As the interview continued, another man walked past and called out angrily:

We know you are paying off the families of the victims, so they won’t lodge complaints against you.

And so, another piece of the puzzle slotted into place, as to why the ‘heroes of Meron’ were being welcomed into shiva homes where everyone was clearly very uncomfortable, and unhappy, that they were there, despite all the carefully choreographed shots of ‘grateful hugging’.

====

While all this was going on, one of the quiet, elder men who had been caught in the deadly crush asked the Channel 13 crowd if they’d liked to interview him, about his experiences on the night.

Of course, they didn’t.

I mean, who wants to hear first-hand testimony from someone who saw with his own eyes how the police in Meron deliberately blocked the one exit out of the Toldos Aharon complex, in the middle of a segment about the ‘heroes of Meron’?!

What was the man thinking?

How could he think that these journalists from Channel 13 were interested in getting to the truth?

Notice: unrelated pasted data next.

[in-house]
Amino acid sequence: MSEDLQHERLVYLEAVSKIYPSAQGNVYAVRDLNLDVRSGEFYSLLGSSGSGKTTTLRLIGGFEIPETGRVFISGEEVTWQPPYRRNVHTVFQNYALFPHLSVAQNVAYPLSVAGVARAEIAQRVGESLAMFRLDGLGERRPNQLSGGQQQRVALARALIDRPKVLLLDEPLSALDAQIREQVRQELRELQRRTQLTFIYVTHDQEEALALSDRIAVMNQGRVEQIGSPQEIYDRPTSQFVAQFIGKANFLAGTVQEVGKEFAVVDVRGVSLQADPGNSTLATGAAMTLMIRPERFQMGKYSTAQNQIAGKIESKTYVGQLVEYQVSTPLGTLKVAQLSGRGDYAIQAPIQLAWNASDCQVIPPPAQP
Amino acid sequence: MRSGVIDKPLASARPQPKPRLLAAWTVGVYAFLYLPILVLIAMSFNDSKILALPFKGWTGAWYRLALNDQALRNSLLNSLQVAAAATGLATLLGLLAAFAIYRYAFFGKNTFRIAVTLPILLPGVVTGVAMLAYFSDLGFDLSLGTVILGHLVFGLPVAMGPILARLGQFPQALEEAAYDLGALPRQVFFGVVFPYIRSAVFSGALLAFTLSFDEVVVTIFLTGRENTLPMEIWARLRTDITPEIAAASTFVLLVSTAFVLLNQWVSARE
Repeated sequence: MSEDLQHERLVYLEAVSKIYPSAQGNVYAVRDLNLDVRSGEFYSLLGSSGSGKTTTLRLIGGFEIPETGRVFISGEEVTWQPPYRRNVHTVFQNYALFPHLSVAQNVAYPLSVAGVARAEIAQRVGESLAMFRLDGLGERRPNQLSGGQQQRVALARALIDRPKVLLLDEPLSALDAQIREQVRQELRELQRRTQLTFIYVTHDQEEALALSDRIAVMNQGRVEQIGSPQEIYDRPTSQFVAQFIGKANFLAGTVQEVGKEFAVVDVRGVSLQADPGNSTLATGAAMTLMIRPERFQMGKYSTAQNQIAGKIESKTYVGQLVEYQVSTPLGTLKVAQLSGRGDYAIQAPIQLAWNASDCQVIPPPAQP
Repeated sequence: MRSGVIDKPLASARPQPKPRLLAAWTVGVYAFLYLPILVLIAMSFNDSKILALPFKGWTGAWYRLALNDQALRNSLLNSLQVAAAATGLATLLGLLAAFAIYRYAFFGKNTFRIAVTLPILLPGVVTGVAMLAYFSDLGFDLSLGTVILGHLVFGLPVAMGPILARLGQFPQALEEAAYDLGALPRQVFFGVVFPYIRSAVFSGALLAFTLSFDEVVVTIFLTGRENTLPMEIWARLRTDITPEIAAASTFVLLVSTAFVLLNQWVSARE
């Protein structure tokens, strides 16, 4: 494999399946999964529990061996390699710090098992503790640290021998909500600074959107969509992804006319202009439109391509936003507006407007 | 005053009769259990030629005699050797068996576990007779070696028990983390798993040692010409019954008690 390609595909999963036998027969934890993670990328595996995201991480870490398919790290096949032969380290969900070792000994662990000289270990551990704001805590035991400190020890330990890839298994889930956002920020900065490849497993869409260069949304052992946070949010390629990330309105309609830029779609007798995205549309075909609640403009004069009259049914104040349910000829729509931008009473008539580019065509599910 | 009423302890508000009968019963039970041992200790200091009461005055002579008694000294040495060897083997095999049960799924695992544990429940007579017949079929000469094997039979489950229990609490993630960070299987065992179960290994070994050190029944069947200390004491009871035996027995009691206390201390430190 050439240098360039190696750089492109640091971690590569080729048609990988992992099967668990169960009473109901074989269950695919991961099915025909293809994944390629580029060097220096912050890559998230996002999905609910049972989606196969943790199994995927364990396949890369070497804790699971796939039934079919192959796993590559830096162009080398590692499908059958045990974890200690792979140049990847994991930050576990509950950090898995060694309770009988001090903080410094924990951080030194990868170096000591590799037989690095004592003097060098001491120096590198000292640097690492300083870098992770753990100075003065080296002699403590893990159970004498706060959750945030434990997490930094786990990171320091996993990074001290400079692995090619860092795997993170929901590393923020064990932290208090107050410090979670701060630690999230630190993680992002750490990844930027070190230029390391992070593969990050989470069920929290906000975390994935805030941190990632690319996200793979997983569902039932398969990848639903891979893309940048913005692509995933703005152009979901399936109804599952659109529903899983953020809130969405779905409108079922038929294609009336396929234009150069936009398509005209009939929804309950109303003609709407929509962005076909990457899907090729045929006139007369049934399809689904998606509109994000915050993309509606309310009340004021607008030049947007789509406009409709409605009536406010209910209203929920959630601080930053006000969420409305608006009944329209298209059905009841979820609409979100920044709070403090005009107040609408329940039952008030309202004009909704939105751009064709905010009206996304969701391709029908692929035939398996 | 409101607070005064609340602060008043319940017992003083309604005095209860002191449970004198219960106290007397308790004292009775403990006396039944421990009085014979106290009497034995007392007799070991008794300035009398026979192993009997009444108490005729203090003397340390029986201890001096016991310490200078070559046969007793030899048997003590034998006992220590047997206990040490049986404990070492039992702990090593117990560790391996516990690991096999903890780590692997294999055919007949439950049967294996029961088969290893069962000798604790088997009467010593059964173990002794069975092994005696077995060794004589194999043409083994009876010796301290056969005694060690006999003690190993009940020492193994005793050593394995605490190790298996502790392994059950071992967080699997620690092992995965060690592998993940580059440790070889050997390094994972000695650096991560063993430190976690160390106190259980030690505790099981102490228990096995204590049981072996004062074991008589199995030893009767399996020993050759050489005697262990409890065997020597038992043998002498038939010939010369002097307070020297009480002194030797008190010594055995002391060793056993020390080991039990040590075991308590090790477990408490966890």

Tut tut.

====

Today, as I write this, I know that there is still an uphill battle ahead of us, to get the real story out there.

But I can feel in my bones that this time, IT WILL GET OUT THERE.

My email is full of people bringing their own piece of the puzzle to this attempt to find clarity and justice.

Too many people are asking questions, too many people can’t sleep at night, too many stories are leaking out about what the police did, and didn’t do that night in Meron.

The desperate ‘spin’ will continue for a little while longer, but I can tell you one thing about our craven media:

As soon as they realise that the general public is not buying their lies anymore, they will instantly ‘switch sides’, in an attempt to save their own credibility (and jobs….).

We aren’t there yet, but I’m starting to see the beginning of that process, in some of the pieces I’m reading, and some of the stories that are starting to make it into the mainstream.

====

If ‘the media’ becomes irrelevant – if more of us wake up and realise that they are just government-sponsored propagandists, paid to manipulate the gullible public – then they will be out of a job.

And things are stretched so far in that direction now with the ‘story’ they’ve been telling about Meron, they will have to ping back hard and fast, if they want to keep being able to fool us, that they at least sometimes tell the truth.

There is blood in the water now.

The police and the politicians and everyone else who planned murder in Meron this year will be exposed, and justice will be done for the 45 victims.

It’s just a matter of time.

====

Kol haKovod to the police who helped, and we love you as our brothers – but who put the barrier across the exit?

And why?

====

UPDATE:

Israel National News put up this article this morning (for 5 minutes…):